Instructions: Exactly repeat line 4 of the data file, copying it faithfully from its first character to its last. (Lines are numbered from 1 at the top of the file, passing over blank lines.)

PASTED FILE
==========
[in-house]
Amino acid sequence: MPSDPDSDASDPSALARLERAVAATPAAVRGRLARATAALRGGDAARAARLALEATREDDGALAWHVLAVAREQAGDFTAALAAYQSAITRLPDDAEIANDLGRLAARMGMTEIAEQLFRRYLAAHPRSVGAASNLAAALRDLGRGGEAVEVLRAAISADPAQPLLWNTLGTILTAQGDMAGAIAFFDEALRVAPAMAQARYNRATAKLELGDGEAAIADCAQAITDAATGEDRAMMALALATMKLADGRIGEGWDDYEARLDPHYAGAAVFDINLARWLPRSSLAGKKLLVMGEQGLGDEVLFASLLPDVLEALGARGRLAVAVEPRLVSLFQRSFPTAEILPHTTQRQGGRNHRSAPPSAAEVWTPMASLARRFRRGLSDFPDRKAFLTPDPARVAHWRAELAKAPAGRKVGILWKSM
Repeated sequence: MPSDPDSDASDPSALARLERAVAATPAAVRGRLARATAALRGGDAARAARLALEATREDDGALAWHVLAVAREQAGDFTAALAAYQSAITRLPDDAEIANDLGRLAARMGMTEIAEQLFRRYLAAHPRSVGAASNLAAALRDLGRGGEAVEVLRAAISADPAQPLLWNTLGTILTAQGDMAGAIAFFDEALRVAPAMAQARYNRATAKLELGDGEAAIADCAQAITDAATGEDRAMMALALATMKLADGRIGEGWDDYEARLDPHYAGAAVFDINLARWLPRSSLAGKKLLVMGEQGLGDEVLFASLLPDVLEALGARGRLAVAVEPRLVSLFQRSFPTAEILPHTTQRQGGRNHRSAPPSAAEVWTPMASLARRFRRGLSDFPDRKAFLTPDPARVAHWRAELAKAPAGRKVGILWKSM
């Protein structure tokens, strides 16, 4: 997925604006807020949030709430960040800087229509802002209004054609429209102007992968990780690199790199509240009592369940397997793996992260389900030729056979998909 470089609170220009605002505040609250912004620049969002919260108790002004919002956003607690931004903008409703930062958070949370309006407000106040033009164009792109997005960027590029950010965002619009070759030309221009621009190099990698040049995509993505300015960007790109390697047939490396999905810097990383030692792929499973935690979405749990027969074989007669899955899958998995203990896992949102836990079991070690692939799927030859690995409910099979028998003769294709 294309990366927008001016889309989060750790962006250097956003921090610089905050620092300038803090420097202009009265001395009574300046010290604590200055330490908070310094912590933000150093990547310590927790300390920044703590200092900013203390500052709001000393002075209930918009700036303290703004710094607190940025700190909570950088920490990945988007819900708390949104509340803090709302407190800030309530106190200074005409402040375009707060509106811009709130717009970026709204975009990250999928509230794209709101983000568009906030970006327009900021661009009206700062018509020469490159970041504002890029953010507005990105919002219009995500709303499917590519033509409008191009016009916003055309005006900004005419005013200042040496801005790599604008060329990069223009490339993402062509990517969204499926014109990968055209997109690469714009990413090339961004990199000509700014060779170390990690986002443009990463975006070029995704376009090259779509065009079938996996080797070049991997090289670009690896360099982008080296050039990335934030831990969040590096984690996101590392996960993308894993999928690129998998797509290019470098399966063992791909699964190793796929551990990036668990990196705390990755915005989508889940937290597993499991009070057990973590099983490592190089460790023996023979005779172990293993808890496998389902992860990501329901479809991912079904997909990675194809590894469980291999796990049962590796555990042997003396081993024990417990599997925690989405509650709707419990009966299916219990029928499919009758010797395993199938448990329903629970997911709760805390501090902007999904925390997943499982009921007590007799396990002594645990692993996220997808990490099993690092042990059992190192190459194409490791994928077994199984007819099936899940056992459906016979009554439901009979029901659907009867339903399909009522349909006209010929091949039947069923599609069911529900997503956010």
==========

């Protein structure tokens, strides 16, 4: 997925604006807020949030709430960040800087229509802002209004054609429209102007992968990780690199790199509240009592369940397997793996992260389900030729056979998909 470089609170220009605002505040609250912004620049969002919260108790002004919002956003607690931004903008409703930062958070949370309006407000106040033009164009792109997005960027590029950010965002619009070759030309221009621009190099990698040049995509993505300015960007790109390697047939490396999905810097990383030692792929499973935690979405749990027969074989007669899955899958998995203990896992949102836990079991070690692939799927030859690995409910099979028998003769294709 294309990366927008001016889309989060750790962006250097956003921090610089905050620092300038803090420097202009009265001395009574300046010290604590200055330490908070310094912590933000150093990547310590927790300390920044703590200092900013203390500052709001000393002075209930918009700036303290703004710094607190940025700190909570950088920490990945988007819900708390949104509340803090709302407190800030309530106190200074005409402040375009707060509106811009709130717009970026709204975009990250999928509230794209709101983000568009906030970006327009900021661009009206700062018509020469490159970041504002890029953010507005990105919002219009995500709303499917590519033509409008191009016009916003055309005006900004005419005013200042040496801005790599604008060329990069223009490339993402062509990517969204499926014109990968055209997109690469714009990413090339961004990199000509700014060779170390990690986002443009990463975006070029995704376009090259779509065009079938996996080797070049991997090289670009690896360099982008080296050039990335934030831990969040590096984690996101590392996960993308894993999928690129998998797509290019470098399966063992791909699964190793796929551990990036668990990196705390990755915005989508889940937290597993499991009070057990973590099983490592190089460790023996023979005779172990293993808890496998389902992860990501329901479809991912079904997909990675194809590894469980291999796990049962590796555990042997003396081993024990417990599997925690989405509650709707419990009966299916219990029928499919009758010797395993199938448990329903629970997911709760805390501090902007999904925390997943499982009921007590007799396990002594645990692993996220997808990490099993690092042990059992190192190459194409490791994928077994199984007819099936899940056992459906016979009554439901009979029901659907009867339903399909009522349909006209010929091949039947069923599609069911529900997503956010």